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Award-Winning Educator Adam Puche, PhD, Named Vice Chair of Department of Anatomy and Neurobiology

August 31, 2021

Adam Puche, PhDLongstanding Faculty Member Has Played Major Role in Department’s Success Over Past 25 Years

Asaf Keller, PhD, Professor and Chair of Anatomy and Neurobiology at the University of Maryland School of Medicine (UMSOM), along with UMSOM  Dean E. Albert Reece, MD, PhD, MBA, announced that award-winning educator Adam Puche, PhD, Professor of Anatomy and Neurobiology, has been appointed to serve as the inaugural Vice Chair of that department, effective immediately.

Dr. Puche is widely known across the UMSOM.  He is regarded as a legendary professor among UMSOM medical students and alumni for his longtime teaching of  “Structure and Development,” the foundational first-year medical school course covering gross anatomy, histology, and embryology studies.

As Vice Chair, Dr. Puche’s responsibilities include managing and executing the school’s teaching mission of anatomy education in the new Renaissance Curriculum to first, second, and fourth-year MD students. He also assists Dr. Keller in administration and managing space and resources for the department’s dozen or so research labs.

Dr. Puche has been a member of the department for the last 25 years, first as a postdoctoral fellow and then as a faculty member.

Samuel Tisherman, MDHe began teaching anatomy education to UMSOM medical students approximately 12 years ago. Dr. Puche was a recipient of the 2020 University of Maryland School of Medicine Golden Apple given by the graduating medical Class of 2020 and was inducted into the Pass and Susel Academy of Teaching Excellence. He was also a recipient of the 2019 University System of Maryland Regents’ Faculty Award for Excellence in Teaching. The award is the highest honor that the university’s Board of Regents bestows in recognizing exemplary faculty achievement.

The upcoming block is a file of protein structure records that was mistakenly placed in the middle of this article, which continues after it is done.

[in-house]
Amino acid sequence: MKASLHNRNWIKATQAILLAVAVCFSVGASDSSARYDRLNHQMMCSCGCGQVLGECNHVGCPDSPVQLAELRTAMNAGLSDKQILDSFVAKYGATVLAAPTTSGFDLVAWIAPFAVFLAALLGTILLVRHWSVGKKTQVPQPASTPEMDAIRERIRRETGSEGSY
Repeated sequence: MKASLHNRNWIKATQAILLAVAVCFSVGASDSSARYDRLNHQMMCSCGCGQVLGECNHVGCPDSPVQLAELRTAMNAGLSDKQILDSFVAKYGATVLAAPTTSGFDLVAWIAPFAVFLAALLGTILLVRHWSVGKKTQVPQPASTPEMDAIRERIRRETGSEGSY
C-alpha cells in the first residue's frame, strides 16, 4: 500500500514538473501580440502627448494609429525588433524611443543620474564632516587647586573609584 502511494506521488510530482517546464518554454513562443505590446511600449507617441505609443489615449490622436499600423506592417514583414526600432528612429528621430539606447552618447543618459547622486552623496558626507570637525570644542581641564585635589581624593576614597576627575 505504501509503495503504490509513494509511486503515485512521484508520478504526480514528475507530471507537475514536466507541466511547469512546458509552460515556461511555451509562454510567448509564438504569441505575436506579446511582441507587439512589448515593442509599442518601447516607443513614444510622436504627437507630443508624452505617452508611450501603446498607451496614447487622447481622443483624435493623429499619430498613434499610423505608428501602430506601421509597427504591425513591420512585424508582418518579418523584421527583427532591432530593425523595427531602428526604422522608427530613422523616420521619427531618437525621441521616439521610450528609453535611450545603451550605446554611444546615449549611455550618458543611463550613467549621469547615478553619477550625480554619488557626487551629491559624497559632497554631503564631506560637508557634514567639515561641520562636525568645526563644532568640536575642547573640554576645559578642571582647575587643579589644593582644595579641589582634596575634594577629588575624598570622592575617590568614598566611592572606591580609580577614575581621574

Dr. Puche runs his own extramurally funded research laboratory with several areas of focus. In particular, his team investigates the brain circuitry behind the sense of smell. One recent study looks at why the ability of smell diminishes prior to the onset of diseases like Parkinson’s and Alzheimer’s, suggesting that the olfactory system is a sensitive region that can indicate early brain dysfunction.

Michael T. Shipley, PhDWith Samuel Tisherman, MD, Professor of Surgery at UMSOM, Dr. Puche is collaborating on an investigation to confirm that surgeons engaging in last-minute study sessions can improve surgical performance and reduce error rates by half.  Another project involves infrared imaging to study the body’s heat regulation during aging, with the ultimate goal of finding a better way to treat hot flashes in women during menopause.

Dr. Puche serves on the Committee on Appointments, Promotion, and Tenure for the Department.  He also serves as the Acting Chair of the Maryland State Anatomy Board, as well as the Director of Operations under the Maryland Mass Fatality Plan, whose task is to manage unexpected fatality levels, and to prevent the mass discarding of bodies.